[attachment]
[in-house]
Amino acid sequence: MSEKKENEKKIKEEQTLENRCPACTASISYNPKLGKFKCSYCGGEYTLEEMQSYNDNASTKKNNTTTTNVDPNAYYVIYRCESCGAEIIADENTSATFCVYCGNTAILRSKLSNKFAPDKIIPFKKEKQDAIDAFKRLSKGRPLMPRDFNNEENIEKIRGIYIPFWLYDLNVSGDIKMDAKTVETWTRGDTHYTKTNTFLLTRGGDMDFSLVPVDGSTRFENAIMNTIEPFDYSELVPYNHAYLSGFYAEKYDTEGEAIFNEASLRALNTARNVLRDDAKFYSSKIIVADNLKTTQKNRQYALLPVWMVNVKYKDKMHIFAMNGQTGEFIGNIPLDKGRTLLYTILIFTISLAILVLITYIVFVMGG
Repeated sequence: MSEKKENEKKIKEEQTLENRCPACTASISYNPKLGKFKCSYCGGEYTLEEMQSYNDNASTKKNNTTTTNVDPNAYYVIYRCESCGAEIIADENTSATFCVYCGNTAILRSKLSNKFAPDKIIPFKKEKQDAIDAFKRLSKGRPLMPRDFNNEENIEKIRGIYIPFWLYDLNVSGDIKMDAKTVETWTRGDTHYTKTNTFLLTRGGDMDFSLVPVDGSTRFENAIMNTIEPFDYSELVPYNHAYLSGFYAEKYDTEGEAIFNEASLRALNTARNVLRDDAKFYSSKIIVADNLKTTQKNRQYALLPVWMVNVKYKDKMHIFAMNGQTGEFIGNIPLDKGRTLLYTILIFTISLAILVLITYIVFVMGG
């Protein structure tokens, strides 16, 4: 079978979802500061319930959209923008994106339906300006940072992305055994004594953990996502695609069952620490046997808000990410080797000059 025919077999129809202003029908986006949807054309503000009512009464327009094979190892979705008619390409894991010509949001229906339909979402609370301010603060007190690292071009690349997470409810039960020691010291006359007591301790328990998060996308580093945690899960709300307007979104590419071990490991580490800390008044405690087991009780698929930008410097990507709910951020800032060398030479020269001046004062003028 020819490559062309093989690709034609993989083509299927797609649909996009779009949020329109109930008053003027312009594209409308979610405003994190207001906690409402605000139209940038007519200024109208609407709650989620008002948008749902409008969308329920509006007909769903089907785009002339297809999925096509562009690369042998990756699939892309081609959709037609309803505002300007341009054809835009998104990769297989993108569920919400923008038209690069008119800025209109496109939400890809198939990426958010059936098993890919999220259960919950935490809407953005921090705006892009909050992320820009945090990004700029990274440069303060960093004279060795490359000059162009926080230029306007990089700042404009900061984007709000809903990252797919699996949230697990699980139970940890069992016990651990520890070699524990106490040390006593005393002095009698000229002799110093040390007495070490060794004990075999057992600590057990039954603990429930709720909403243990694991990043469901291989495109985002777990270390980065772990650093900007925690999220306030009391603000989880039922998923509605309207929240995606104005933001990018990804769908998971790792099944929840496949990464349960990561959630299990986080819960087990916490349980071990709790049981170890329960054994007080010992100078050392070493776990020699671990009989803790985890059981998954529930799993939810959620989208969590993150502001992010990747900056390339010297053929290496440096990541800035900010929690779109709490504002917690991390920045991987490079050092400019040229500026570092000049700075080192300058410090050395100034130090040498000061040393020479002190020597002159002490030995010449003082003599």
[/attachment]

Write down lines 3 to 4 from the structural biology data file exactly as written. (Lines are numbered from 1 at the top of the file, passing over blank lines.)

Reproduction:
Repeated sequence: MSEKKENEKKIKEEQTLENRCPACTASISYNPKLGKFKCSYCGGEYTLEEMQSYNDNASTKKNNTTTTNVDPNAYYVIYRCESCGAEIIADENTSATFCVYCGNTAILRSKLSNKFAPDKIIPFKKEKQDAIDAFKRLSKGRPLMPRDFNNEENIEKIRGIYIPFWLYDLNVSGDIKMDAKTVETWTRGDTHYTKTNTFLLTRGGDMDFSLVPVDGSTRFENAIMNTIEPFDYSELVPYNHAYLSGFYAEKYDTEGEAIFNEASLRALNTARNVLRDDAKFYSSKIIVADNLKTTQKNRQYALLPVWMVNVKYKDKMHIFAMNGQTGEFIGNIPLDKGRTLLYTILIFTISLAILVLITYIVFVMGG
């Protein structure tokens, strides 16, 4: 079978979802500061319930959209923008994106339906300006940072992305055994004594953990996502695609069952620490046997808000990410080797000059 025919077999129809202003029908986006949807054309503000009512009464327009094979190892979705008619390409894991010509949001229906339909979402609370301010603060007190690292071009690349997470409810039960020691010291006359007591301790328990998060996308580093945690899960709300307007979104590419071990490991580490800390008044405690087991009780698929930008410097990507709910951020800032060398030479020269001046004062003028 020819490559062309093989690709034609993989083509299927797609649909996009779009949020329109109930008053003027312009594209409308979610405003994190207001906690409402605000139209940038007519200024109208609407709650989620008002948008749902409008969308329920509006007909769903089907785009002339297809999925096509562009690369042998990756699939892309081609959709037609309803505002300007341009054809835009998104990769297989993108569920919400923008038209690069008119800025209109496109939400890809198939990426958010059936098993890919999220259960919950935490809407953005921090705006892009909050992320820009945090990004700029990274440069303060960093004279060795490359000059162009926080230029306007990089700042404009900061984007709000809903990252797919699996949230697990699980139970940890069992016990651990520890070699524990106490040390006593005393002095009698000229002799110093040390007495070490060794004990075999057992600590057990039954603990429930709720909403243990694991990043469901291989495109985002777990270390980065772990650093900007925690999220306030009391603000989880039922998923509605309207929240995606104005933001990018990804769908998971790792099944929840496949990464349960990561959630299990986080819960087990916490349980071990709790049981170890329960054994007080010992100078050392070493776990020699671990009989803790985890059981998954529930799993939810959620989208969590993150502001992010990747900056390339010297053929290496440096990541800035900010929690779109709490504002917690991390920045991987490079050092400019040229500026570092000049700075080192300058410090050395100034130090040498000061040393020479002190020597002159002490030995010449003082003599």